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The Agfa Parat family of cameras was introduced in 1963 with the basic Parat I and more advanced Paramat. In 1964 the most advanced model, the Optima-Parat was introduced. These cameras take 18 x 24mm exposures on 35mm film (half frame), capable of taking as many as 72 exposures on what would normally be a 36-exposure roll in 24 x 36mm format. In practice half frame cameras do not provide an exact doubling of frames available on a given length of film because of the additional number of spaces between frames, but the Parat cameras provide frame counters that are able to register 72 frames.

Focusing is done by turning the small silver front ring of the lens, which focuses from 0.9 m. to infinity. Focusing is a matter of guessing the right distance. The focusing scale at the underside of the lens is given in meters as well as feet (in green). There are also three pictograms at the upper side of the lens indicating the optimal distances for portrait (at c. 1.8m., which seems pretty far for a 30mm lens), group pictures (at c. 4m.) and landscapes. The first two (two heads and a 'family' respectively) have a click stop, the latter (church between mountains) is simply the infinity end of the focusing scale.

All three cameras shared the same Agfa Color Apotar 30mm f/2.8 lens, but the exposure controls vary significantly between models.

Parat I

The Agfa Parat I is completely manual; aperture, shutter speed and focus must be adjusted by hand. There are 4 shutter speeds to choose from between 1/30 and 1/125 second. This camera does not include an exposure meter, so all adjustments are made either by informed guessing or by means of external meters. A hot shoe is provided for flash photography.


The Agfa Paramat adds selenium-cell metering and automatic exposure controls, using the same 30mm f/2.8 Apotar lens with zone-focus markings as well as meters/feet. In normal operation, this model provides only a single shutter speed, 1/125 second, and the camera automatically adjusts the aperture to match. Pre-metering is performed by a half press of the shutter release button; a red/green indicator in the viewfinder provides feedback if there is not enough light for a proper exposure.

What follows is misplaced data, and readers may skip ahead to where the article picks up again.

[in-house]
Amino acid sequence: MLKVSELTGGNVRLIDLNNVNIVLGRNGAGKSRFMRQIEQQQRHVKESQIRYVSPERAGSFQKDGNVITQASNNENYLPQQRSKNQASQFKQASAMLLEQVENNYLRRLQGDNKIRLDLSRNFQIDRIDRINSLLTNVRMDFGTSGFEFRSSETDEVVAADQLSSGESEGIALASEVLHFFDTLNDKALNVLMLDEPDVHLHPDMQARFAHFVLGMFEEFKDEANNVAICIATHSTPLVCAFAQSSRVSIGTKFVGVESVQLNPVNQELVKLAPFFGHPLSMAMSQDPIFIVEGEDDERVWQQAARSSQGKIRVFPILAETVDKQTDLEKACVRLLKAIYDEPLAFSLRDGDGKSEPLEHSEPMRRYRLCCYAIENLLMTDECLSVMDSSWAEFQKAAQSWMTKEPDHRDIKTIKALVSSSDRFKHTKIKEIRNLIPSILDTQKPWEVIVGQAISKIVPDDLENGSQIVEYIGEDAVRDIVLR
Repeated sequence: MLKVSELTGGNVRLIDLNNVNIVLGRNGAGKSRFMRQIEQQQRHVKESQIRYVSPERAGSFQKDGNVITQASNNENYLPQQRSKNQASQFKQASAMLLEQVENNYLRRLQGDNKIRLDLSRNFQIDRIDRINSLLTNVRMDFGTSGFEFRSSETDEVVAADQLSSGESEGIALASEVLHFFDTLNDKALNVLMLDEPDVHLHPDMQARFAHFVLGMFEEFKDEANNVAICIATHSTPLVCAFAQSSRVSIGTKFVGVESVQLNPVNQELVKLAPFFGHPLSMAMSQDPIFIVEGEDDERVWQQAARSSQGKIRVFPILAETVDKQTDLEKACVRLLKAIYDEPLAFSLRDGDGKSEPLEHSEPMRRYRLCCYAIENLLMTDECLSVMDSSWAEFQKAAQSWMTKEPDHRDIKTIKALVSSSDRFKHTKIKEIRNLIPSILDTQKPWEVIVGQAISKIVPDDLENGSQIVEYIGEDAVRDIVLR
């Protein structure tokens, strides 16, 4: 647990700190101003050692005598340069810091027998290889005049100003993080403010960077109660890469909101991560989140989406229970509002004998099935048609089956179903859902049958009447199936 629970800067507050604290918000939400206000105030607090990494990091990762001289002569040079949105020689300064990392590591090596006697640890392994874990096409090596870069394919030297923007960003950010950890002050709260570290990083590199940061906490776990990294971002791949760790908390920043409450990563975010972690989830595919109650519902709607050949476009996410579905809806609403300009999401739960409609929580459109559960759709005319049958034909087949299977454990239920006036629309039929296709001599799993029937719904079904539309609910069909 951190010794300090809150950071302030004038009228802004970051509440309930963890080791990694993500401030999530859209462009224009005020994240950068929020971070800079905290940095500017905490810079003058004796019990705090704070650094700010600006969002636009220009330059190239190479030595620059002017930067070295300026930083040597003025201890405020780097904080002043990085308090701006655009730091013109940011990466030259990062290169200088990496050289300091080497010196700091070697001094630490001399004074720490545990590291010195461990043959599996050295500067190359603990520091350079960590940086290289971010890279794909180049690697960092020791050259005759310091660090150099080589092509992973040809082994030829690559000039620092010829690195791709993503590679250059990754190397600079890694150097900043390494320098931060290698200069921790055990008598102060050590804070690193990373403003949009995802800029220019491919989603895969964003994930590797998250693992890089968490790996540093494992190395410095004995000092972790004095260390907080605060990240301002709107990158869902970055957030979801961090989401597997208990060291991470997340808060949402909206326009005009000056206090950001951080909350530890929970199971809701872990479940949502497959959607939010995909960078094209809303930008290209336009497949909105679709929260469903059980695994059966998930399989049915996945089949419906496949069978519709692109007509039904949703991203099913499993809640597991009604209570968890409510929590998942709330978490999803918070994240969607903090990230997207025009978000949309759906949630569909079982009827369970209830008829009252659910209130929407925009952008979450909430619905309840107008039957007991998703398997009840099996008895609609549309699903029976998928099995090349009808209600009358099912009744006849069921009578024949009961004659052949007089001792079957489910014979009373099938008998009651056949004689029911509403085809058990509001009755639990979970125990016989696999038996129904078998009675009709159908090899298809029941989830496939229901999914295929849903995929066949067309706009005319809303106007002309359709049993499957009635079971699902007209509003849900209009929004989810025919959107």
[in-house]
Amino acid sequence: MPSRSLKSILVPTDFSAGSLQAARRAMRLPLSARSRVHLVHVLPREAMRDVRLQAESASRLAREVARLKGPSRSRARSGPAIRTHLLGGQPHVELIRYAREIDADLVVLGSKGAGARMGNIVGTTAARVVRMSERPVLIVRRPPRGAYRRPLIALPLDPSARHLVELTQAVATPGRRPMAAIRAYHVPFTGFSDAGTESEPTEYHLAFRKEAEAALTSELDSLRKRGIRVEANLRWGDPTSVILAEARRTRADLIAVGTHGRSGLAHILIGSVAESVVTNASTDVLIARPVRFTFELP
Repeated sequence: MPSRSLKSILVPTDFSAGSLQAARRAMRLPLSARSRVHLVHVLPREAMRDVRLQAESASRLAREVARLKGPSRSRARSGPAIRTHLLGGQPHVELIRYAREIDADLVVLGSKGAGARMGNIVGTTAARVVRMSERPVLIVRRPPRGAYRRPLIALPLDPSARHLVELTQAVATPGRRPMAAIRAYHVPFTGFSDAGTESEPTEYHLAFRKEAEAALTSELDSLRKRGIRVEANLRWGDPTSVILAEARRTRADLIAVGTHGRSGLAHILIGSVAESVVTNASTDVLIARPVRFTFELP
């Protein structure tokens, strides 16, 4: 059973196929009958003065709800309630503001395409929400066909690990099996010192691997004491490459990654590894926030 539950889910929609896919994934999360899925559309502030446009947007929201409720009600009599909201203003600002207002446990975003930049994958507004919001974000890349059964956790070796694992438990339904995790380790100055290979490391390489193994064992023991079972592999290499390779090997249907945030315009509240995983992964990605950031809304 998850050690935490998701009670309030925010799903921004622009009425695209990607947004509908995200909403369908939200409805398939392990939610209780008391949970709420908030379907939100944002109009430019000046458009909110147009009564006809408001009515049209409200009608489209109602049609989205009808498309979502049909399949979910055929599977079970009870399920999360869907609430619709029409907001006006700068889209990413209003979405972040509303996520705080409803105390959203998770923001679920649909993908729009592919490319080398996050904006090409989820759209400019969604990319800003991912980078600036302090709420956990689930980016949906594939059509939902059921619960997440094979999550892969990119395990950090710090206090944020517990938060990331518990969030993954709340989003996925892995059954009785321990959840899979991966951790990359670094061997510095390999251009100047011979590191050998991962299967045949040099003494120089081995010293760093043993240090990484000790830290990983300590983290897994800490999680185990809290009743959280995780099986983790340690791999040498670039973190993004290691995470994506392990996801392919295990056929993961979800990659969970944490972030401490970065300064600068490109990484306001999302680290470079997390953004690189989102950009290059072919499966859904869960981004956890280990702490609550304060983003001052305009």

In addition to the standard 1/125 second shutter speed, the camera can be set for flash operation (which changes the shutter speed to 1/30 second), or for bulb ("B"). The automatic exposure mechanism is automatically disengaged when the camera is set to flash or bulb operation.

The price of the Paramat in Germany was twice the price of the Parat I.[1]


The Agfa Optima-Parat was introduced in 1964. It is one of the most sophisticated half frame cameras made by Agfa. Like the two cameras above, it is fitted with the excellent Color Solinar f/2.8 30mm lens; however, the lens is set in an advanced Compur shutter with speeds ranging from 1/30 to 1/500 second plus B. Automatic exposure is provided by a selenium cell, but manual exposure is also possible; aperture ranges from f/2.8 to f/22.

Film speed can be set from ASA 10 - 250, DIN 12 - 25 with a round selector in the top plate. Film transport is done with an advance lever and the shutter release button is found on the front of the camera. The cable release socket is situated rather unconventionally at the underside of the shutter release button. The frame counter is to be found at the underside of the camera and runs all the way up to 72, since this half frame camera could take 72 pictures of 18x24 mm on a standard roll of 135mm film.


  1. Foto Koch catalog, Frankfurt a.M., 1963/64